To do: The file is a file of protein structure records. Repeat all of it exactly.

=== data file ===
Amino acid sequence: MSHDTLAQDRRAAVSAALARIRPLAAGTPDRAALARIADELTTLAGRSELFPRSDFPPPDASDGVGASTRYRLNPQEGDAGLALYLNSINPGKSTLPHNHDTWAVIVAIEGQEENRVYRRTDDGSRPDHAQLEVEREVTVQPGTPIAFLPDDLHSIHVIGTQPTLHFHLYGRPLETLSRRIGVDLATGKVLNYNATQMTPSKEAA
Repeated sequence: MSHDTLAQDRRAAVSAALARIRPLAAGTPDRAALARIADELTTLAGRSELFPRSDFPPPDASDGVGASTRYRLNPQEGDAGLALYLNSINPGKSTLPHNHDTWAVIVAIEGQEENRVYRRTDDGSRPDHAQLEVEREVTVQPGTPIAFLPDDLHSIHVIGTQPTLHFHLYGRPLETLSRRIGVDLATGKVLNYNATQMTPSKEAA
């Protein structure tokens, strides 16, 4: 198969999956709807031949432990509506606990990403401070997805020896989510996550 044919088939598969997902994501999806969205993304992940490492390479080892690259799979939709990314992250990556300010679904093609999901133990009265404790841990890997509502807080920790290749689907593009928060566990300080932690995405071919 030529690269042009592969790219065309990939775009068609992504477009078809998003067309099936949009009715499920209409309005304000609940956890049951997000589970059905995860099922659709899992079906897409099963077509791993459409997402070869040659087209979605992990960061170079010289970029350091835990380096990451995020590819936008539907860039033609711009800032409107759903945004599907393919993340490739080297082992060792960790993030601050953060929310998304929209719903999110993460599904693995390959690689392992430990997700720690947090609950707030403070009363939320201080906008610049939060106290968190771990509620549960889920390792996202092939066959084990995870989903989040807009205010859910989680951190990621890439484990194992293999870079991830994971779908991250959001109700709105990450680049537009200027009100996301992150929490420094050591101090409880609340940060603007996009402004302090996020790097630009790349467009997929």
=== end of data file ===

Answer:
Amino acid sequence: MSHDTLAQDRRAAVSAALARIRPLAAGTPDRAALARIADELTTLAGRSELFPRSDFPPPDASDGVGASTRYRLNPQEGDAGLALYLNSINPGKSTLPHNHDTWAVIVAIEGQEENRVYRRTDDGSRPDHAQLEVEREVTVQPGTPIAFLPDDLHSIHVIGTQPTLHFHLYGRPLETLSRRIGVDLATGKVLNYNATQMTPSKEAA
Repeated sequence: MSHDTLAQDRRAAVSAALARIRPLAAGTPDRAALARIADELTTLAGRSELFPRSDFPPPDASDGVGASTRYRLNPQEGDAGLALYLNSINPGKSTLPHNHDTWAVIVAIEGQEENRVYRRTDDGSRPDHAQLEVEREVTVQPGTPIAFLPDDLHSIHVIGTQPTLHFHLYGRPLETLSRRIGVDLATGKVLNYNATQMTPSKEAA
């Protein structure tokens, strides 16, 4: 198969999956709807031949432990509506606990990403401070997805020896989510996550 044919088939598969997902994501999806969205993304992940490492390479080892690259799979939709990314992250990556300010679904093609999901133990009265404790841990890997509502807080920790290749689907593009928060566990300080932690995405071919 030529690269042009592969790219065309990939775009068609992504477009078809998003067309099936949009009715499920209409309005304000609940956890049951997000589970059905995860099922659709899992079906897409099963077509791993459409997402070869040659087209979605992990960061170079010289970029350091835990380096990451995020590819936008539907860039033609711009800032409107759903945004599907393919993340490739080297082992060792960790993030601050953060929310998304929209719903999110993460599904693995390959690689392992430990997700720690947090609950707030403070009363939320201080906008610049939060106290968190771990509620549960889920390792996202092939066959084990995870989903989040807009205010859910989680951190990621890439484990194992293999870079991830994971779908991250959001109700709105990450680049537009200027009100996301992150929490420094050591101090409880609340940060603007996009402004302090996020790097630009790349467009997929």